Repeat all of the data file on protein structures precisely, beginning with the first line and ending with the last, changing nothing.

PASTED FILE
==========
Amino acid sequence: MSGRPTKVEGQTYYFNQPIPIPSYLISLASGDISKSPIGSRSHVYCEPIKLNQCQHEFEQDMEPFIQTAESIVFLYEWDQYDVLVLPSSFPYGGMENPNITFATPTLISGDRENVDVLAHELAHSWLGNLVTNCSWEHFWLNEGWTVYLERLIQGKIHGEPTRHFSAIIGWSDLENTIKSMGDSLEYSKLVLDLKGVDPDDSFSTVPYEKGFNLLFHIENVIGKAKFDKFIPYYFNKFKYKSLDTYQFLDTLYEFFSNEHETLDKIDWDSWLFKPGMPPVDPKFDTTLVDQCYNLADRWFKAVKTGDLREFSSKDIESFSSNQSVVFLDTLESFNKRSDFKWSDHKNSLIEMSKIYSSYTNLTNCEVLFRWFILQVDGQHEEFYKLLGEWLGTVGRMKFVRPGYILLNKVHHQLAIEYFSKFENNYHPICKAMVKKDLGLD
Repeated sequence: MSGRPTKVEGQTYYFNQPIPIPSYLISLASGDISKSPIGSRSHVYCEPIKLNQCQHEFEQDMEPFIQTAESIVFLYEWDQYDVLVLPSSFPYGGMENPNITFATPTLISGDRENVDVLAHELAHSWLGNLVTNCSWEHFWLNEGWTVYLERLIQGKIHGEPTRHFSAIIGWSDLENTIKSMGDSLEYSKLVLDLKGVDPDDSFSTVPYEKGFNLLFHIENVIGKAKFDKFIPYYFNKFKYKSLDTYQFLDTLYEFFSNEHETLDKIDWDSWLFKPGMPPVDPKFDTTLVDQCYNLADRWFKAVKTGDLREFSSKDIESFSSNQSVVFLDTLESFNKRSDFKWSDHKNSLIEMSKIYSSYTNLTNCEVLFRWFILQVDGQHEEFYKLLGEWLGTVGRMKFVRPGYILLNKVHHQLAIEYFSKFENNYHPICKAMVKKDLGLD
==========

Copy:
Amino acid sequence: MSGRPTKVEGQTYYFNQPIPIPSYLISLASGDISKSPIGSRSHVYCEPIKLNQCQHEFEQDMEPFIQTAESIVFLYEWDQYDVLVLPSSFPYGGMENPNITFATPTLISGDRENVDVLAHELAHSWLGNLVTNCSWEHFWLNEGWTVYLERLIQGKIHGEPTRHFSAIIGWSDLENTIKSMGDSLEYSKLVLDLKGVDPDDSFSTVPYEKGFNLLFHIENVIGKAKFDKFIPYYFNKFKYKSLDTYQFLDTLYEFFSNEHETLDKIDWDSWLFKPGMPPVDPKFDTTLVDQCYNLADRWFKAVKTGDLREFSSKDIESFSSNQSVVFLDTLESFNKRSDFKWSDHKNSLIEMSKIYSSYTNLTNCEVLFRWFILQVDGQHEEFYKLLGEWLGTVGRMKFVRPGYILLNKVHHQLAIEYFSKFENNYHPICKAMVKKDLGLD
Repeated sequence: MSGRPTKVEGQTYYFNQPIPIPSYLISLASGDISKSPIGSRSHVYCEPIKLNQCQHEFEQDMEPFIQTAESIVFLYEWDQYDVLVLPSSFPYGGMENPNITFATPTLISGDRENVDVLAHELAHSWLGNLVTNCSWEHFWLNEGWTVYLERLIQGKIHGEPTRHFSAIIGWSDLENTIKSMGDSLEYSKLVLDLKGVDPDDSFSTVPYEKGFNLLFHIENVIGKAKFDKFIPYYFNKFKYKSLDTYQFLDTLYEFFSNEHETLDKIDWDSWLFKPGMPPVDPKFDTTLVDQCYNLADRWFKAVKTGDLREFSSKDIESFSSNQSVVFLDTLESFNKRSDFKWSDHKNSLIEMSKIYSSYTNLTNCEVLFRWFILQVDGQHEEFYKLLGEWLGTVGRMKFVRPGYILLNKVHHQLAIEYFSKFENNYHPICKAMVKKDLGLD